Virgin Islands Shipping Registry Director John Samuel speaks at a March press conference announcing planned changes to the agency. (File photo: ZARRIN TASNIM AHMED)

The Virgin Islands Shipping Registry has raised less than $1 million in annual revenue in recent years, but government hopes ongoing changes at the agency will boost that number to $15 million over the next five to seven years, Premier Andrew Fahie told the House of Assembly last Thursday.

The announcement was the latest of years of promises from leaders to up the registry’s income in large part by drawing more ships to register in the territory.

So far, however, those promises have produced underwhelming results.

The agency’s revised revenue projection for last year was just under $770,000, and actual revenue in 2019 was about $726,000, according to the 2021 budget estimates. In 2018, the registry collected nearly $656,000, up from about $535,000 in 2017 but down from $780,000 in 2016.


Nevertheless, Mr. Fahie said last Thursday that the government “continues to significantly invest” in the registry, which is “poised to become a leading maritime authority in the global economy.”
He also reiterated a recent announcement that the government plans to make the VISR a statutory body.

“New vision and mission statements are being crafted; marketing plans for VISR global business development programme are being developed; the identity of the organisation is being re-modeled to project the competence that exists within this Red Ensign Flag administration,” Mr. Fahie said.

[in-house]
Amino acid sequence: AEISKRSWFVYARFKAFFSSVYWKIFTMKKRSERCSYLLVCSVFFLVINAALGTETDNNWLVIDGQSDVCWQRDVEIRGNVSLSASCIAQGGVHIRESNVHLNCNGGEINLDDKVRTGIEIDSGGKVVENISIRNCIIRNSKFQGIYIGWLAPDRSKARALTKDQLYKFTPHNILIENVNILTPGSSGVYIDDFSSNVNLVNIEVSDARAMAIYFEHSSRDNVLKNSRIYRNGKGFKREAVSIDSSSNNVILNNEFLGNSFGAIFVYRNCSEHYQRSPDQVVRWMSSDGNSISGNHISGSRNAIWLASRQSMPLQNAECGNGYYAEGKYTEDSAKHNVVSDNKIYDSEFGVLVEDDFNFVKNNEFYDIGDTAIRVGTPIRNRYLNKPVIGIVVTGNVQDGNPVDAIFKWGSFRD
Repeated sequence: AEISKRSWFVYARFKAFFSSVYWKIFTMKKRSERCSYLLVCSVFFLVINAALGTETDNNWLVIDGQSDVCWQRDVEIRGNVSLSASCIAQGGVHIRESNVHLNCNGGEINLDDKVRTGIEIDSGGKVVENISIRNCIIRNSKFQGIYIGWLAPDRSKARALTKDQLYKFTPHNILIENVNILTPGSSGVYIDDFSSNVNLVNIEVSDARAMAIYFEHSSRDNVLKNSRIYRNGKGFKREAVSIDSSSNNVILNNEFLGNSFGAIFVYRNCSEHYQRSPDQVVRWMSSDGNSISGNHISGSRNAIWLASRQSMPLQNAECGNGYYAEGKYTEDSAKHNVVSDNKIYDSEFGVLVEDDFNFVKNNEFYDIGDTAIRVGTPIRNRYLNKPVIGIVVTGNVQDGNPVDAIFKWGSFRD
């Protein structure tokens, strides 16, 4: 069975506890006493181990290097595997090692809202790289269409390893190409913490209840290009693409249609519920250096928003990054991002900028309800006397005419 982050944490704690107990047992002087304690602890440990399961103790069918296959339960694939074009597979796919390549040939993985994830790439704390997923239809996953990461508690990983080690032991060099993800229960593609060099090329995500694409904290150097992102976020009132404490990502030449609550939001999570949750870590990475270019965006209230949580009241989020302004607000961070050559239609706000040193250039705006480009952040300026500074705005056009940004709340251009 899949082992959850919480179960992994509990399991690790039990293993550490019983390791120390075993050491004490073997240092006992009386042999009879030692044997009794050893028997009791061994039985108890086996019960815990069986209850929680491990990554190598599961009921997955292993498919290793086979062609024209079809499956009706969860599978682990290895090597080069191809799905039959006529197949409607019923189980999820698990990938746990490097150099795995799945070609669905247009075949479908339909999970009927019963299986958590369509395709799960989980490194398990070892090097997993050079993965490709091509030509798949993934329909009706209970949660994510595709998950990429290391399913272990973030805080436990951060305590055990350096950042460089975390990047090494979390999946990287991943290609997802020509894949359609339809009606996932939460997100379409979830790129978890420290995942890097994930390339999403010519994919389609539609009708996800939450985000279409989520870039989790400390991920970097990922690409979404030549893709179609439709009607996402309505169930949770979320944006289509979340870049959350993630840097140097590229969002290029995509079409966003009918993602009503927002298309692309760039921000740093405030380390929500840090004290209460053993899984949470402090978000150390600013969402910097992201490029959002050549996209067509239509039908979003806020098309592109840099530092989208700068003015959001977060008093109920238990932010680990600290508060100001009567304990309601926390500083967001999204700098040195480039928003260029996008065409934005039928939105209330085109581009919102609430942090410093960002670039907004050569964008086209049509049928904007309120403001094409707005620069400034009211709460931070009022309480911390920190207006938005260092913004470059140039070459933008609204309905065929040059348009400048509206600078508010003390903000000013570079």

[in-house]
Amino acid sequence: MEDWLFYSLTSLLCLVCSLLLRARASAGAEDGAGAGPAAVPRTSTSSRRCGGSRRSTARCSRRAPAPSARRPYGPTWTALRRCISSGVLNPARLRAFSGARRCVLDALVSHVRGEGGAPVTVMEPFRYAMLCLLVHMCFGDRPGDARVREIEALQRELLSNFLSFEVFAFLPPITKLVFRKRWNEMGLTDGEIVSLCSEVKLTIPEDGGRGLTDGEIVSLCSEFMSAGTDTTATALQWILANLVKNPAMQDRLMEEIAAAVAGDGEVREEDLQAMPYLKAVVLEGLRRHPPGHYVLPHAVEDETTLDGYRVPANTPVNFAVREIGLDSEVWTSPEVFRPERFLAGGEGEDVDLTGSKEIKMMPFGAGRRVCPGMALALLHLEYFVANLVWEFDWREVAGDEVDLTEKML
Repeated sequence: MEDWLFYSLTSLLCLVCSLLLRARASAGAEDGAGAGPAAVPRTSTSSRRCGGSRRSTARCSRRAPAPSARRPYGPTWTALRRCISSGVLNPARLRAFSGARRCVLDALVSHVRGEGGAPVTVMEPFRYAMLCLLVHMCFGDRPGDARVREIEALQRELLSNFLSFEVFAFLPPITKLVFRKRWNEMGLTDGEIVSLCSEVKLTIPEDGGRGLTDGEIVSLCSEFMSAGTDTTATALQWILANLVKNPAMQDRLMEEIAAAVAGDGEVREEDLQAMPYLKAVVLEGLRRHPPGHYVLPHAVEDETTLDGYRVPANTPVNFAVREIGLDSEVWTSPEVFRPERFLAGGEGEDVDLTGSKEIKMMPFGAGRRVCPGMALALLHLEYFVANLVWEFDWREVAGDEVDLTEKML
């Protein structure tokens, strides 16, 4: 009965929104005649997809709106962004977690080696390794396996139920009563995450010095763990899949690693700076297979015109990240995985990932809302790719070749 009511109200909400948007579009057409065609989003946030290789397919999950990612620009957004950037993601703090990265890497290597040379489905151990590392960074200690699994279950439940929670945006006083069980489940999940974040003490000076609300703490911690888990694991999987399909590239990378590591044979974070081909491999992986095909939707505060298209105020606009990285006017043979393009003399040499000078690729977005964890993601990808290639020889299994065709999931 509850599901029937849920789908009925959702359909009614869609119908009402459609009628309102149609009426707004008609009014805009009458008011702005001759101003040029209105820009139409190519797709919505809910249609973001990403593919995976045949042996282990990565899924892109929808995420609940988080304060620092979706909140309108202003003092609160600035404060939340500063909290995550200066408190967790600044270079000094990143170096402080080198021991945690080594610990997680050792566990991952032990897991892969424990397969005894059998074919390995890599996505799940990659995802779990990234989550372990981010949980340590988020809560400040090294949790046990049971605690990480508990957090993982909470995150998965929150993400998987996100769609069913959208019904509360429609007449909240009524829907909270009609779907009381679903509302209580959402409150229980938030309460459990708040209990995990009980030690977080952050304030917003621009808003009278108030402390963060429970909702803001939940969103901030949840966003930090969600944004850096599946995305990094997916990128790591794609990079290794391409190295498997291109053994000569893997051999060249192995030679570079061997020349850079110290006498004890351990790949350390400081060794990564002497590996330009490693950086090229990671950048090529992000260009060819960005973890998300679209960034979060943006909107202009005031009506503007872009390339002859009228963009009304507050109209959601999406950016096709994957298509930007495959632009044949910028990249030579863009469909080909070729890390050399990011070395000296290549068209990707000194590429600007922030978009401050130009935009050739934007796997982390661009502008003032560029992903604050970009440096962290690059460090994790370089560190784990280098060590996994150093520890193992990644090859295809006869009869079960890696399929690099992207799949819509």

Planned laws

New legislation, he added, will be brought forward to improve the VISR’s “local and global” services and product offerings.

“The people of the Virgin Islands can expect to see increased activity, new private sector revenue centres, improved capability, and additional job opportunities within the [VI’s] maritime economic subsector,” the premier said.

In March, when the agency first announced plans to become a statutory body, VISR Director John Samuel explained that the government hopes to entice more boat owners to register their vessels in the territory and plans to establish a Rescue Coordination Centre.

“Our registry is modernising its services and is in the process of revamping its online presence to better suit your needs,” Mr. Samuel said at the time. “This is why we will be moving towards privatising the shipping registry as a statutory body.”